The day in the village had me thinking more about generosity, creativity and what makes a safe space. Most importantly I was touched by how this group of women, led by Shoba, were playing a part in a huge culture change. She had inspired the wives in Wavanje to find their voice and the strength in numbers to stand up for themselves. I particularly identified with her energy.
My own experience of inequality
It reminded me of moments during my corporate career when I was a minority voice in a man’s world. I was responsible for culture change. My job was drawing people’s attention to uncomfortable truths, showing them a different way of working together. I was hugely energised to create a more inclusive workplace. I was guided by my intuition and experience.
There was a memorable moment at the townhall meeting at BP’s head office with our CEO, Tony Hayward. The room was full and the hierarchy was visible row by row. I was sitting too close to the front for my status. Blissfully carefree, I was keen to engage Tony in a conversation as part of a move towards more interactive Q&A sessions.
I asked a question. Much to my disappointment I received a brisk response. I felt I’d bowled and he’d hit the ball out of the park. Undeterred, I pulled the microphone back and sought to engage Tony.
This wasn’t premeditated. It came from within me. I went on to say what I thought about the crazy quantity and time-consuming pre-work circulated in advance of meetings. I expressed my frustration that conversations didn’t happen and decisions tended to be made before the event. I caught him off guard. He listened and his response was honest. Our chat sent ripples through the company. This strengthened my resolve to continue making small moves to provoke more dialogue and let the word spread virally. Ultimately, I was the victim of my success and I paid for it with my job.
In hindsight my downfall was that I was blind to my boss’s fear and I overlooked paying attention to the leadership team’s needs. I was leading culture change but not worrying enough about how uncomfortable this was for my bosses. I should have spent more time allaying their fears.
Where were the men in this village?
Back in Wavanje, I lay there wondering where the women’s husbands were. I imagined that they were working in the fields, although we didn’t see many as we walked around. They were fairly invisible, even at the party in the evening. This felt rather uncomfortable in a country where custom suggests that women are the property of their husbands.
In light of my corporate experience, I dearly hope that the men receive support to grow as their wives grow, rather than feeling threatened by the formidable energy of the ladies. Hopefully, in securing food and water – the bare essentials for life – the women have gained the men’s respect. With mutual support, everyone in the community can flourish.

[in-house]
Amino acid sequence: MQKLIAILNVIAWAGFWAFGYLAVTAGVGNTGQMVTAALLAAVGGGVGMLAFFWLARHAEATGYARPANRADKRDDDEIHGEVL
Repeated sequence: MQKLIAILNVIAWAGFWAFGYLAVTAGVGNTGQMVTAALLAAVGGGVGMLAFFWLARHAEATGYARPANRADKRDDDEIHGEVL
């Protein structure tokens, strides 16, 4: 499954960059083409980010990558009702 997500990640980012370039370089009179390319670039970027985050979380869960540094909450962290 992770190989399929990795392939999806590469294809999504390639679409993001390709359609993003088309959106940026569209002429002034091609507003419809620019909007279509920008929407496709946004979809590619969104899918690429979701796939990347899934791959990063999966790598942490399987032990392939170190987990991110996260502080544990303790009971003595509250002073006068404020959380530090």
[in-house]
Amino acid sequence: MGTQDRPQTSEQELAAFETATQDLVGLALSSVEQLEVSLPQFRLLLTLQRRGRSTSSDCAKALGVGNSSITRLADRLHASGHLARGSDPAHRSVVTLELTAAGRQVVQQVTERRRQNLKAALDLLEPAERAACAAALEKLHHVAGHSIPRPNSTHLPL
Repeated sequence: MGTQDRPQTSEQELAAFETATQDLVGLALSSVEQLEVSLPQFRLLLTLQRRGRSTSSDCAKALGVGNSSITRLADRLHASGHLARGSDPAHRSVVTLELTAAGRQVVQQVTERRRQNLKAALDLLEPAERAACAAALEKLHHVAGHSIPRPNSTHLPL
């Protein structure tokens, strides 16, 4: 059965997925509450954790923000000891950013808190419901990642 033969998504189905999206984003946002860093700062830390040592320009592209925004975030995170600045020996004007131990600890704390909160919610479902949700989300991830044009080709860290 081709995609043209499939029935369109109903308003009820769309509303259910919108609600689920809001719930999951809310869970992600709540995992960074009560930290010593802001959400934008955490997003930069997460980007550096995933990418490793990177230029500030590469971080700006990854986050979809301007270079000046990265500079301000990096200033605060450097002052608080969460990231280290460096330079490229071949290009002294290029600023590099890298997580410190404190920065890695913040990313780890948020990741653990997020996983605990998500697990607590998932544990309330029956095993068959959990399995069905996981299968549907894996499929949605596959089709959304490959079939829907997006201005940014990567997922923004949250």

Inner strength, purpose, and perseverance
As we walked in the heat of afternoon sun, it felt as though Shoba was the Pied Piper. She was walking elegantly and confidently, surrounded by a gaggle of women as we headed out along the tarmac’d road to scythe rice a few kilometres away. Many children tagged along.
I was struck by the amazing transformation that was happening around her. I wondered how she sustained herself? She smiled at Nutan, her companion, acknowledging her support on the journey. Nutan is a regional coordinator for the Quest Fellowship programme. She is Shoba’s mentor. Clearly there’s a strong bond between them. She helps Shoba unpick her experiences and make sense of important moments, particularly when it’s tough. And the ladies of the village are also benefiting from several years’ experience of being mentored by Shoba herself. (From my experience of leading culture change, I know that it’s vital to have this support. I had a consultant, Patricia, who worked very closely with me. She became a dear friend and definitely enabled me to achieve more.)
It was wonderful to see the confidence of the women. What’s more, I sensed a burning desire inside them to find a livelihood that improves their quality of life. I know that with this deeply held passion and sense of purpose, something extraordinary can happen. For starters, the community is supporting these leading ladies by giving them a plot of land to build a women’s centre. It will surely be a beautiful creative community hub, full of love. Everyone’s lives will be richer for it.
My 24 hours with the ladies of Wavanje vividly reminded me of the ability to influence change when it’s a deeply held belief. A vibrant energy overcomes our inherent fears. It seems to come from within and it’s a powerful force that guides us and draws in others.